Sport » Tennis

Updated: August 15, 2009 16:27 IST

Poojashree can really stand tall

Kamesh Srinivasan
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Poojashree Venkatesh. Photo: V.V.Krishnan
Poojashree Venkatesh. Photo: V.V.Krishnan

Her game may not match her impressive height at the moment, but make no mistake, Poojashree Venkatesh will definitely stand tall some day, figuratively speaking.

The six-foot plus Mysore girl is the third best Indian woman tennis player behind Sania Mirza (74) and Ankita Bhambri (393).

Ranked 459, the 19-year-old Poojashree tried to make a jump to the next level, by competing in the $25,000 and $50,000 ITF women’s circuit tournaments in Kazakhstan recently, but success eluded her grasp. She was beaten early, though she did fight in one of the matches in three sets.

“I did lose first round, but I learnt a lot, training with those girls. They fought for every point with the same intensity through the match,” says Poojashree, on her tough experience.

Having won a $10,000 tournament in Islamabad and reached the final of another in Kazakhstan, it was natural that Poojashree wanted to test her improvement at the higher level.

“I had also reached the quarterfinals of a $25,000 tournament in Uzbekistan and won a round in the $50,000 event in Delhi,” recalls Poojashree.

Good training stint

The good training stint at the Nick Bollettieri Centre in Florida in the early part of the season, had actually opened her eyes, to the reality of modern tennis.

“I am working hard on my first serve. I am hitting it a lot better. You have to serve strong to survive at the higher level. If you can hold serve, it is half the battle won,” she opines.

Of course, you need to have weapons. Poojashree envies the world class forehand of Sania Mirza, but has a bent forearm that technically stops her from unleashing furious groundstrokes.

“It is not easy to change your game. Am consciously making the corrections, but it is a slow process,” she says.

Being part of the Commonwealth Games programme and gaining considerably from the training camps with Jaidip Mukherjea and Fed Cup coach Enrico Piperno, Poojashree wants to probe the possibilities of more specific training stints with coaches like Bob Brett, who had worked wonders on Sania’s game.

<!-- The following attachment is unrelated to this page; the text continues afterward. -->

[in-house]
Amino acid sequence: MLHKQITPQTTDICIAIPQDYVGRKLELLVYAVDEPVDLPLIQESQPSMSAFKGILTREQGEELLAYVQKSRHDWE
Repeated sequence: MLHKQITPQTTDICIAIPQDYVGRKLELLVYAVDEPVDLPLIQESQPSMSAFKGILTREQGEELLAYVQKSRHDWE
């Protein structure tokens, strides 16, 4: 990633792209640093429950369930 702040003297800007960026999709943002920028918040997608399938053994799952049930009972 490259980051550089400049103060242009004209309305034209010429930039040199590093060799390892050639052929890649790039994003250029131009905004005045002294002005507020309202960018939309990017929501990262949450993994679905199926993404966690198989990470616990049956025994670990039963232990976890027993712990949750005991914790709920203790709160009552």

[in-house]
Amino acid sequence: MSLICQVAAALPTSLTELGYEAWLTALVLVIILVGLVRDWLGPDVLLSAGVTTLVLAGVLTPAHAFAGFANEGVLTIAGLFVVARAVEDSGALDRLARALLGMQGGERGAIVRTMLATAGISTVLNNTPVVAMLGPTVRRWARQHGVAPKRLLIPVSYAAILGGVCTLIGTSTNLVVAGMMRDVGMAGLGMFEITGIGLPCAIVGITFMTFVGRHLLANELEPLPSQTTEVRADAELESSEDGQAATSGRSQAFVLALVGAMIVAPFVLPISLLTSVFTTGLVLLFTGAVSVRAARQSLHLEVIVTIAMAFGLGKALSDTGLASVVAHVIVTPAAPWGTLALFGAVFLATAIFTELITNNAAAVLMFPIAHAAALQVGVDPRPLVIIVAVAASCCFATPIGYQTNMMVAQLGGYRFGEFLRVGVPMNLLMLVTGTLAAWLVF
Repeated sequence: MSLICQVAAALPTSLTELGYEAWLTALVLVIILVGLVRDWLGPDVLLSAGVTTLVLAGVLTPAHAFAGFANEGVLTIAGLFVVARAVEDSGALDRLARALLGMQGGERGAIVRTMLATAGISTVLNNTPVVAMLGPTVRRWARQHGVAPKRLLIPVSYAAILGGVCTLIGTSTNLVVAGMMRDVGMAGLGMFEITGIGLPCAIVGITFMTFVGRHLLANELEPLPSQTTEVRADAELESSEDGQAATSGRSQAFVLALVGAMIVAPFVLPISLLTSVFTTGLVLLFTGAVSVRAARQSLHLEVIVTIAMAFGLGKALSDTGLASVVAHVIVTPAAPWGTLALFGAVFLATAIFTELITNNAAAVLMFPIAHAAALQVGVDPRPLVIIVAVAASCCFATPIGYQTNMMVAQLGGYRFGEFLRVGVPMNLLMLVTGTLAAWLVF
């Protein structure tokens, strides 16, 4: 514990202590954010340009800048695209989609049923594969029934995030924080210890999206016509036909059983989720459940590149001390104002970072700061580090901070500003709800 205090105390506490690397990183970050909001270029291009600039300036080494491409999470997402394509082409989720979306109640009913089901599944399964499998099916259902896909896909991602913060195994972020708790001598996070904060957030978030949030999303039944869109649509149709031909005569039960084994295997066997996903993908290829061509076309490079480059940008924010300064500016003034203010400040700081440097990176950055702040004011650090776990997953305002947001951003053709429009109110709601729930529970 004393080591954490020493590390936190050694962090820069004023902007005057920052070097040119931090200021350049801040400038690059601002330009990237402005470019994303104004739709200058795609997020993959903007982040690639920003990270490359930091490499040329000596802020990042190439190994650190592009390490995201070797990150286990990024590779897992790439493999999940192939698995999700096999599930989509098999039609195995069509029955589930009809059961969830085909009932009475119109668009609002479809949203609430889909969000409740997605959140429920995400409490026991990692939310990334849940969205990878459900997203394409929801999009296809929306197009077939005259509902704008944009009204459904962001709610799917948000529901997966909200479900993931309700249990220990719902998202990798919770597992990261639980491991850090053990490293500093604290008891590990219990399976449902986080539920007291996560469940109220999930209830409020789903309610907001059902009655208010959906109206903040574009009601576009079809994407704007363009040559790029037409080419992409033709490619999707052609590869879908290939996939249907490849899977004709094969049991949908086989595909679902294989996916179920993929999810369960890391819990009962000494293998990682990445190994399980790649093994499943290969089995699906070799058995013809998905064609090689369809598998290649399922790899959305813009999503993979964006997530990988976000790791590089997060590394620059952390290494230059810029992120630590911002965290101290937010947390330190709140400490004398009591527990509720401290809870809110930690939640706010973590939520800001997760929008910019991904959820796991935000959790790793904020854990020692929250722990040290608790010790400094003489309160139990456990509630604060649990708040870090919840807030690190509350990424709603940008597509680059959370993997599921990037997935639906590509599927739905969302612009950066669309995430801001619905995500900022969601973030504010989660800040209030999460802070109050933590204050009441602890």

“I had seen Maria Sharapova, Tommy Haas, Ana Ivanovic etc., train at the Bollettieri Centre. We were playing matches every evening with different players, including those in the top-150 every day and that taught a lot to us,” she says.

Being part of the core group of trainees for the Commonwealth Games ensures that Poojashree gets at least her travel taken care of by the government fund. Of course, she has been supported by the GVK Group which continues to give her flight tickets whenever required, apart from the ticket to her father Venkatesh to accompany her.

With the height she has, Poojashree can really tower in the world of women’s tennis, given her hunger for success and intensity of approach. However, she needs world class guidance and training to realise her full potential.

She reached a career-best rank of 39 in the ITF junior circuit, but lacked the strong basics to capitalise on her chances when she competed in the junior Grand Slams at the US Open in 2007, followed by the Australian Open, French Open and Wimbledon last year.

Poojashree may be learning the basics late, but she is learning fast. She asserted herself in the $10,000 ITF women’s event in Delhi by making the final, and will be competing in three $10,000 ITF women’s tournaments over the next three weeks in Thailand. She would be tough to beat at this level at this stage.

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